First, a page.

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Reed Opera House and McCornack Block Addition facts for kids

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Reed Opera House and McCornack Block Addition
U.S. Historic district
Contributing property
Reed Opera House Mall - Salem Oregon.jpg
Reed Opera House
Location 189 and 177 Liberty Street, NE
Salem, Oregon
Area less than one acre
Built 1869
Architect Rhodes, G.W.
Architectural style Italianate
Part of Salem Downtown State Street – Commercial Street Historic District (ID01001067)
NRHP reference No. 78002302
Added to NRHP March 8, 1978

The Reed Opera House and McCornack Block Addition, more commonly known as The Reed Opera House or The Reed, is a historic building in downtown Salem, Oregon, United States. Since its grand opening on September 27, 1870, the Reed Opera House has served as a performing arts center and shopping mall. The Italianate brick structure was added to the National Register of Historic Places in 1978.

Early history

Construction on the Reed Opera House began in 1869 and was completed in 1870 with G. W. Rhodes as the architect. The opera house was built by Cyrus Adams Reed under a contract with the State of Oregon to provide space for the Oregon State Legislature, the Oregon Supreme Court, and the Oregon State Library. During construction, however, Oregon elected officials decided not to comply with the previous administration's contract. Since the building was already close to completion, Reed made some changes to the plan and had seven shops included on the ground floor, an opera house on the second and third floors, and a hotel in the unused space.

The Reed Opera House officially opened with the inaugural ball for Oregon Governor La Fayette Grover. It quickly became the center of Salem's entertainment and social life, playing host to touring plays, opera companies, political meetings, and community events. A number of notable performers made appearances, including local celebrity Hallie Parrish Hinges, artist/political cartoonist Thomas Nast, Susan B. Anthony, Mark Twain, presidents Rutherford B. Hayes and Benjamin Harrison and John Philip Sousa's band.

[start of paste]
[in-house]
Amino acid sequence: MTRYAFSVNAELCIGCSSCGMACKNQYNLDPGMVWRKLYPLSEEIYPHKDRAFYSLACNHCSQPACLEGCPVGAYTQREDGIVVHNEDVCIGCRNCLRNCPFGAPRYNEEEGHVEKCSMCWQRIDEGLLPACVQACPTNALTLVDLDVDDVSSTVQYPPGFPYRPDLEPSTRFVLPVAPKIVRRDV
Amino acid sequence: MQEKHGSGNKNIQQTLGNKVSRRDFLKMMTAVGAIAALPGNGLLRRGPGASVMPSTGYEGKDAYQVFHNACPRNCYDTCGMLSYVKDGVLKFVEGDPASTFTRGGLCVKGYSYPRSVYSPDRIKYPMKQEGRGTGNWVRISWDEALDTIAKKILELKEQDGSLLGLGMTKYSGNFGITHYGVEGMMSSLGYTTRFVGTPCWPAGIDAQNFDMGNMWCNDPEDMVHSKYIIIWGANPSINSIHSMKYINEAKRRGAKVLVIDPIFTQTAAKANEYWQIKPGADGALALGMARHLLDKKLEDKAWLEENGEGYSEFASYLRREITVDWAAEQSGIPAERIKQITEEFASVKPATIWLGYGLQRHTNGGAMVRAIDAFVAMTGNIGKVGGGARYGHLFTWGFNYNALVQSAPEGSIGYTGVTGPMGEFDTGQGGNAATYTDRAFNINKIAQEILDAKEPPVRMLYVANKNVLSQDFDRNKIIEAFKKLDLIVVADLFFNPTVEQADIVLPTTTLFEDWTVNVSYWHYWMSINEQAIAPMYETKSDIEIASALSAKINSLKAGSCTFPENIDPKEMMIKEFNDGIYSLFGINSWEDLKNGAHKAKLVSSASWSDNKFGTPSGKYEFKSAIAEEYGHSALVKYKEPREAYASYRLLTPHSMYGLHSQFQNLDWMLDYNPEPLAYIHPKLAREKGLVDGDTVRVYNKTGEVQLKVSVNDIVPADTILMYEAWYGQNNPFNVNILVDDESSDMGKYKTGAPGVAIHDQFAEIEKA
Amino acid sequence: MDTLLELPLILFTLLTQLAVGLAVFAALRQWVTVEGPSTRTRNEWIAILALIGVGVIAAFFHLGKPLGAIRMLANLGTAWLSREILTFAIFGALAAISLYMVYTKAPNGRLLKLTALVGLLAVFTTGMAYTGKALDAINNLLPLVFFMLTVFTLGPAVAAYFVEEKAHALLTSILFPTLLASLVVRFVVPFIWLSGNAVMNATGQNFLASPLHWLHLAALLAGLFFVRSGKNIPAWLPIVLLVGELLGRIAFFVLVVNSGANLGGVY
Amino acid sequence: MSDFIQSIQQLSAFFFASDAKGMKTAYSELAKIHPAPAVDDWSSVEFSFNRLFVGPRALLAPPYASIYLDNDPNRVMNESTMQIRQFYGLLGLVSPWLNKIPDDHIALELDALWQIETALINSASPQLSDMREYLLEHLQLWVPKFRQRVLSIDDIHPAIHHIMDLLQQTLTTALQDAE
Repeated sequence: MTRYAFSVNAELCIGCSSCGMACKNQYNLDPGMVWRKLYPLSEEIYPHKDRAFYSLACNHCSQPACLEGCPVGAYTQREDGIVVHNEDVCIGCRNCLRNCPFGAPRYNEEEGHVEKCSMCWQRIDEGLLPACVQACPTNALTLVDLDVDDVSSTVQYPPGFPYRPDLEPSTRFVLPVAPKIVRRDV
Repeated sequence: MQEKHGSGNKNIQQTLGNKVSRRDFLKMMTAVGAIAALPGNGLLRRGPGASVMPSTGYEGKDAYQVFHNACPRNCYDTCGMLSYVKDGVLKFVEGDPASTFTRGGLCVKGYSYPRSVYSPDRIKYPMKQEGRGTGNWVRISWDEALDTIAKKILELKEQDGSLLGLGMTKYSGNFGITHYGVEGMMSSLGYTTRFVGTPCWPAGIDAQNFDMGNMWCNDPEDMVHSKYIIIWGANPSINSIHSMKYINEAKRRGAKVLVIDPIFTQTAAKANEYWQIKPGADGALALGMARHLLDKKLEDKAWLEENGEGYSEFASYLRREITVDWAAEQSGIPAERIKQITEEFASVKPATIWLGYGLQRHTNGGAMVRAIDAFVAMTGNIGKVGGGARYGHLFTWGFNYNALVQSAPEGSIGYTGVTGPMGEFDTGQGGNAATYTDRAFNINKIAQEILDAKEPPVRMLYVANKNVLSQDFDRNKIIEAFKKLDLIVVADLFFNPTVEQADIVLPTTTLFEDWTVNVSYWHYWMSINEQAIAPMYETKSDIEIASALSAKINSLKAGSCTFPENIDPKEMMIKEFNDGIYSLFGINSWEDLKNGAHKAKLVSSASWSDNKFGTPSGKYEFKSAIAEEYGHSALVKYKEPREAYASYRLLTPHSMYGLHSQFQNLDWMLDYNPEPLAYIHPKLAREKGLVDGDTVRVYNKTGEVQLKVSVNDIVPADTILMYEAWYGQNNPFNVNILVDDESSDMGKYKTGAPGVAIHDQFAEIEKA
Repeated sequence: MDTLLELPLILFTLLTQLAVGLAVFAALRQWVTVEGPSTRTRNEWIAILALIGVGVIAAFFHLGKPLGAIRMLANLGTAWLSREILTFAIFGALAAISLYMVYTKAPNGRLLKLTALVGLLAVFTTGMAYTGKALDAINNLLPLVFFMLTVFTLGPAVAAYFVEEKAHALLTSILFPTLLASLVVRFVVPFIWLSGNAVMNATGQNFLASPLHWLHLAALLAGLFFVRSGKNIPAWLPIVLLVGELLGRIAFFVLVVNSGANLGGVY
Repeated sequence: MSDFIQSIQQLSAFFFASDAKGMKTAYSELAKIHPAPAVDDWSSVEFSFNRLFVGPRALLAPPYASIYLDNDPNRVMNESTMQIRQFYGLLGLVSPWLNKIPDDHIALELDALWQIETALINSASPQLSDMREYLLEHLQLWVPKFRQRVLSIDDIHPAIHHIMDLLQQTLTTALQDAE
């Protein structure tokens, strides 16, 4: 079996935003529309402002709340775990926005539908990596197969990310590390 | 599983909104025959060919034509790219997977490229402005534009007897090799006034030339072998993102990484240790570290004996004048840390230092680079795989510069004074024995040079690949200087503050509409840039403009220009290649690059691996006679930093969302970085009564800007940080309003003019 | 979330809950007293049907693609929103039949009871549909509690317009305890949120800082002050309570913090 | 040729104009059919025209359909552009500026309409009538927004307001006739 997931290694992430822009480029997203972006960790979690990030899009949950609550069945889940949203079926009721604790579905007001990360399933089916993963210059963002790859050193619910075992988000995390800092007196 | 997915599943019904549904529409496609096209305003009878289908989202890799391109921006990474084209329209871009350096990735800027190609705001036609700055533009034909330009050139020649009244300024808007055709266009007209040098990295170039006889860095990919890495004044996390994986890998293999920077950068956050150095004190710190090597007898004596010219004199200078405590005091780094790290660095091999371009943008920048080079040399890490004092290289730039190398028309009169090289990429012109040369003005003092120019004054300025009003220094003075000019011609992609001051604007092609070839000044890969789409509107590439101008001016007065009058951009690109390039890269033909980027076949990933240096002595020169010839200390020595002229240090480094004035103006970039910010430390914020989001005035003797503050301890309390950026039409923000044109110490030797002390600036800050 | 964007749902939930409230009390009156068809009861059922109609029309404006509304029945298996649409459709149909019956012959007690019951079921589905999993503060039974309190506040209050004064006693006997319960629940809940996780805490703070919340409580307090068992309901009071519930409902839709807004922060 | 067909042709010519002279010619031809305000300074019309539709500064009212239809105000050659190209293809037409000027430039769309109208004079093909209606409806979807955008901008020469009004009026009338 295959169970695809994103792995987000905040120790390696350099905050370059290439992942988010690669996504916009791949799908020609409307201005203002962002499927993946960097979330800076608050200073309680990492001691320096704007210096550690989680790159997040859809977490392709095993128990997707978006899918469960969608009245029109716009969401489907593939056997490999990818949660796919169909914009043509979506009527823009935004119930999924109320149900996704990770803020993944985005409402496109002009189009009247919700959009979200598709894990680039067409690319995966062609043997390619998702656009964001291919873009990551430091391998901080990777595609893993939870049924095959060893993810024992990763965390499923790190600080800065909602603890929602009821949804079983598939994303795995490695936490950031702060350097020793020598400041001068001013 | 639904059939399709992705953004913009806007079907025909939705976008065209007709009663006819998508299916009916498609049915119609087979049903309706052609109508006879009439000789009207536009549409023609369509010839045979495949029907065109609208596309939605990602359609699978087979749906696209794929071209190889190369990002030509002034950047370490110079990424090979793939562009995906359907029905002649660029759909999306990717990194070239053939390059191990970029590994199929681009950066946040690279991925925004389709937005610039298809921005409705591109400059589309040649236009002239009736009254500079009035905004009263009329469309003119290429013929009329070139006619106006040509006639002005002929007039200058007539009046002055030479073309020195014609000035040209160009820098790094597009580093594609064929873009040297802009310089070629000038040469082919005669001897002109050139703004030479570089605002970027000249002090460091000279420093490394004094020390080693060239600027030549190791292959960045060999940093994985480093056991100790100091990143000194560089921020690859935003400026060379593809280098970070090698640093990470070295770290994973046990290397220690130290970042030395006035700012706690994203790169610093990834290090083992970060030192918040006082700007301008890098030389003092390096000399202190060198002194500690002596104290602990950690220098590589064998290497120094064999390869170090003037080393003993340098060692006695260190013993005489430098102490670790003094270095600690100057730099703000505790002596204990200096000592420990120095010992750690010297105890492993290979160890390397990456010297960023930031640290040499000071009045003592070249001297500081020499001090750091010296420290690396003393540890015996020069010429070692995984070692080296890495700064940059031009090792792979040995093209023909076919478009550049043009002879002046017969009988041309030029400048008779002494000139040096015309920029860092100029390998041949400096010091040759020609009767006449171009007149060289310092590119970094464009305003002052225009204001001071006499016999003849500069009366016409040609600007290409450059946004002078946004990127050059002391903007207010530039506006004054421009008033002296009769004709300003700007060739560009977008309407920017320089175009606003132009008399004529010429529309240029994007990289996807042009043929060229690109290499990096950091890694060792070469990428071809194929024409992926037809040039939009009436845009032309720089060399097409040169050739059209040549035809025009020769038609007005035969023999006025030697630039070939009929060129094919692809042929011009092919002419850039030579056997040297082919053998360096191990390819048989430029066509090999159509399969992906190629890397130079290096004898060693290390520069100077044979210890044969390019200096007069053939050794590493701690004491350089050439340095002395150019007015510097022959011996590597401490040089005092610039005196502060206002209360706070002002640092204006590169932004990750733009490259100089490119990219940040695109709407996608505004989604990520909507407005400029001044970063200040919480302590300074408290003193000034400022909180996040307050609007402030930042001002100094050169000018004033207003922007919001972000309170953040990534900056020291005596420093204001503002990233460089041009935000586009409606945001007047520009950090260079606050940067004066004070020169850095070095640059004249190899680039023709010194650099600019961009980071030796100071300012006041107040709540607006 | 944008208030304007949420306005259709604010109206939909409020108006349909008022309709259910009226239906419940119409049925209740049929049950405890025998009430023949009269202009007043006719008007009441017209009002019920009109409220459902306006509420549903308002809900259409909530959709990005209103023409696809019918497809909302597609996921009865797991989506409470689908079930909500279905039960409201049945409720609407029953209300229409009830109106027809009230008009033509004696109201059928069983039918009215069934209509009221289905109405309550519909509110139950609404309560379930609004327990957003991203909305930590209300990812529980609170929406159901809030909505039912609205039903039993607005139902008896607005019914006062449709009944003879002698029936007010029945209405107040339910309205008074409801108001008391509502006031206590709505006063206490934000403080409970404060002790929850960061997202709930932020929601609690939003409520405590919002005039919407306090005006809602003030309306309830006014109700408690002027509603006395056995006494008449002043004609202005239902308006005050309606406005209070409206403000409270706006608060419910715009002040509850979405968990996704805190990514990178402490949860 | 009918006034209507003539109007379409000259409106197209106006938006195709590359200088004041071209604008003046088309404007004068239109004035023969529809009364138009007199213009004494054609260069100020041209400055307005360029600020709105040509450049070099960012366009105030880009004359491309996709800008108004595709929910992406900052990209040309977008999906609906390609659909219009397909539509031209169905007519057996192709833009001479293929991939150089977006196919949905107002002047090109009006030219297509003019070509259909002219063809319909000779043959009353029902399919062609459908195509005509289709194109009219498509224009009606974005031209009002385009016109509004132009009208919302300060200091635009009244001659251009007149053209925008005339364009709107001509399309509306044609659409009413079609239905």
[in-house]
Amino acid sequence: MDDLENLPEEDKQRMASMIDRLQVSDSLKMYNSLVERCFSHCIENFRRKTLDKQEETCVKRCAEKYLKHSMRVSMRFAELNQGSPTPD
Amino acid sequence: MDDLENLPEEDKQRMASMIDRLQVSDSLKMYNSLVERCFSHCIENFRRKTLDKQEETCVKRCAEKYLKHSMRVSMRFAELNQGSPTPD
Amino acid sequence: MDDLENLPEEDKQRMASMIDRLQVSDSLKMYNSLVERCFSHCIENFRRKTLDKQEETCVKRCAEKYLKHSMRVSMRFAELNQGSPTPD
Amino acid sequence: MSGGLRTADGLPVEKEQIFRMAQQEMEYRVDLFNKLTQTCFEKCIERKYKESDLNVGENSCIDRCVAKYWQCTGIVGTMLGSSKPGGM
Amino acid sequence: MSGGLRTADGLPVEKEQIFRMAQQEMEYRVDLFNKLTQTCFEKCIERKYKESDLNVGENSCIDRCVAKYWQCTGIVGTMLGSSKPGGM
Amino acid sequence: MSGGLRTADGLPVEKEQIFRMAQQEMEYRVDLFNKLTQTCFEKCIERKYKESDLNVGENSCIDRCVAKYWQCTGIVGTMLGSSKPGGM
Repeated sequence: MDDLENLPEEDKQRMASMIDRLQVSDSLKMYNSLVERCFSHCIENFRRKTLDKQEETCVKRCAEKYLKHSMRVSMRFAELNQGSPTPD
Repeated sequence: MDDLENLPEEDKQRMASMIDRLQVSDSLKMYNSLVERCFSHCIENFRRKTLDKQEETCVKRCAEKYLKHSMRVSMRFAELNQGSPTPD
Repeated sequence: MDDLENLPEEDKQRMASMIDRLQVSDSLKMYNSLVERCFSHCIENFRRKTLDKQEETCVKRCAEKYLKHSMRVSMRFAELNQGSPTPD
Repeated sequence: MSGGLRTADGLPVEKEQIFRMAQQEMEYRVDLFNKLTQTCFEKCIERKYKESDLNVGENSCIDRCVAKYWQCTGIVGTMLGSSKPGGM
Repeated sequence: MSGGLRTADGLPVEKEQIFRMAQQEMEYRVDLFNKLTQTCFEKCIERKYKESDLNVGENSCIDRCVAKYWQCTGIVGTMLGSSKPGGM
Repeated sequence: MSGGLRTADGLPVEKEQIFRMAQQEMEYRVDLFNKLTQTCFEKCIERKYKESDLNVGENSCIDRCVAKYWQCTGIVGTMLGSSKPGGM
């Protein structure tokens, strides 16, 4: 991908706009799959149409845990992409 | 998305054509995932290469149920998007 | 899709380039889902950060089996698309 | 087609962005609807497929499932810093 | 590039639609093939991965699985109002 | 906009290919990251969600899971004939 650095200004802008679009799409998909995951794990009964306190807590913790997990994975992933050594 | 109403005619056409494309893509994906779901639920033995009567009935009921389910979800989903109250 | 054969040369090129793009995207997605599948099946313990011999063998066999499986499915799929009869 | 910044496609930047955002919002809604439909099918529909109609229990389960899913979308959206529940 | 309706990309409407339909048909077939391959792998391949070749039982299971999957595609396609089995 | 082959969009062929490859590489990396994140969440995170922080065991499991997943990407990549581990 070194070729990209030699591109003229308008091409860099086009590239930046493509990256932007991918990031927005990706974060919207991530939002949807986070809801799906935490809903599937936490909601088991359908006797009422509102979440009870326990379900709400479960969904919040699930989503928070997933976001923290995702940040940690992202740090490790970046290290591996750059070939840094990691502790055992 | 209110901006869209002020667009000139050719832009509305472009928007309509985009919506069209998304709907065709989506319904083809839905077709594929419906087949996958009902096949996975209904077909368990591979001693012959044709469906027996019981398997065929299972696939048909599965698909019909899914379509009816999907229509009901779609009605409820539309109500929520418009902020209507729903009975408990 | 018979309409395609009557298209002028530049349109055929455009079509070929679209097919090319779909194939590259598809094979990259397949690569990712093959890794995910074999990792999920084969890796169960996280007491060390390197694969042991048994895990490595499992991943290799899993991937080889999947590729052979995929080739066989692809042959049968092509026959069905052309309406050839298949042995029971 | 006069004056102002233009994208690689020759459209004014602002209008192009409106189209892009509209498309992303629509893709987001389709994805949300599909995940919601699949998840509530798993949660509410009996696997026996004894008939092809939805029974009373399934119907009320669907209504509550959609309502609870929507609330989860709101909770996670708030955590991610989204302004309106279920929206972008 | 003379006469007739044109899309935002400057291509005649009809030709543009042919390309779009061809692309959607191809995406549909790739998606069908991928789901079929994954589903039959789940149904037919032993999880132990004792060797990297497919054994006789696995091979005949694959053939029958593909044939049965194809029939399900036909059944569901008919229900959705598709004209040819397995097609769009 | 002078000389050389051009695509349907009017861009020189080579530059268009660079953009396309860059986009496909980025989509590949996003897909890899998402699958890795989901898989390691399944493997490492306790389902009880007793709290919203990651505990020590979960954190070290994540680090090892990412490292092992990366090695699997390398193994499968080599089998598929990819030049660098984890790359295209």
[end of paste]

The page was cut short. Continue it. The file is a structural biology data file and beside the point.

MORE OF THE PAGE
On April 20, 1900, the Reed Opera House theater officially closed. This was due to the nearby construction of the Grand Theater, which had more modern amenities and a ground floor entrance. Soon afterwards, Joseph Meyers and Sons, who leased the property from E.P. McCornack, and who had purchased Reed's interest in the building in 1885, converted the theater and the majority of the retail space into a department store. In 1902, McCornack added a two-story building to the Reed Opera House in order to house a furniture store. In 1920, both buildings were purchased and occupied by Miller's Department Store.

Recent history

Miller's Department Store continued to occupy the buildings until 1976. At that time, the buildings were purchased by realtor Coburn Grabenhorst Sr. and architects Phil Settecase and Howard Smith. At the cost of USD $1,000,000, the buildings were updated to assume their present configuration.

The new layout of the Reed included a number of retail boutiques and restaurants on the lower level, first floor, mezzanine, and second floor. It prospered until a large mall was built nearby in the late 1980s. Because of ensuing financial difficulty, the deeds to the Reed Opera House and the McCornack addition were turned over to the bank that financed the redevelopment. In 1993, Bourne Properties purchased the deeds to the Reed Opera House.

Roger Yost, a former marketing vice president of Jantzen Apparel, purchased the Reed Opera House from Bourne Properties in 2003. Since he gained ownership, he has undertaken a remodeling project to expand the building, as well as to restore some of its original features. He has remodeled what is now known as the Trinity Ballroom and the kitchen for $50,000 and modernized the elevators for $175,000. He replicated the rooftop pediment, corona, and architectural brackets of the original building for $180,000, having won a $100,000 prize from a contest sponsored by Salem's Urban Renewal agency to assist with the restoration. In addition to remodeling, Yost added a number of vintage advertisements for his former employer, Jantzen Swimwear (as it was formerly known), throughout the public areas of the Reed.

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